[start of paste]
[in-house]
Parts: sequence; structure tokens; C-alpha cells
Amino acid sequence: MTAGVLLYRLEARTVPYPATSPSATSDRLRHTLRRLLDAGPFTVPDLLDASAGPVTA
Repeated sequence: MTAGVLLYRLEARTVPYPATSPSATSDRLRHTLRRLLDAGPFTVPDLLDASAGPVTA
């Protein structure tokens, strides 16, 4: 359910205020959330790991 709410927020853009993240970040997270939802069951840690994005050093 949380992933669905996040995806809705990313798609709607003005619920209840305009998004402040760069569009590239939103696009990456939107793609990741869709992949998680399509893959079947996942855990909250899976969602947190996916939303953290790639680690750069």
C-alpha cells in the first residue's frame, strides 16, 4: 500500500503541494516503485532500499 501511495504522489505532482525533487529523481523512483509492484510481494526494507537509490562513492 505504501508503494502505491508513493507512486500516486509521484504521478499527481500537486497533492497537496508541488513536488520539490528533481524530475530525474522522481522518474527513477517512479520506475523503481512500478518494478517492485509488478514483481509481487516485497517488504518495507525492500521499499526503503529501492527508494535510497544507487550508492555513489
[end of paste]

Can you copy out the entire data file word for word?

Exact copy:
[in-house]
Parts: sequence; structure tokens; C-alpha cells
Amino acid sequence: MTAGVLLYRLEARTVPYPATSPSATSDRLRHTLRRLLDAGPFTVPDLLDASAGPVTA
Repeated sequence: MTAGVLLYRLEARTVPYPATSPSATSDRLRHTLRRLLDAGPFTVPDLLDASAGPVTA
């Protein structure tokens, strides 16, 4: 359910205020959330790991 709410927020853009993240970040997270939802069951840690994005050093 949380992933669905996040995806809705990313798609709607003005619920209840305009998004402040760069569009590239939103696009990456939107793609990741869709992949998680399509893959079947996942855990909250899976969602947190996916939303953290790639680690750069």
C-alpha cells in the first residue's frame, strides 16, 4: 500500500503541494516503485532500499 501511495504522489505532482525533487529523481523512483509492484510481494526494507537509490562513492 505504501508503494502505491508513493507512486500516486509521484504521478499527481500537486497533492497537496508541488513536488520539490528533481524530475530525474522522481522518474527513477517512479520506475523503481512500478518494478517492485509488478514483481509481487516485497517488504518495507525492500521499499526503503529501492527508494535510497544507487550508492555513489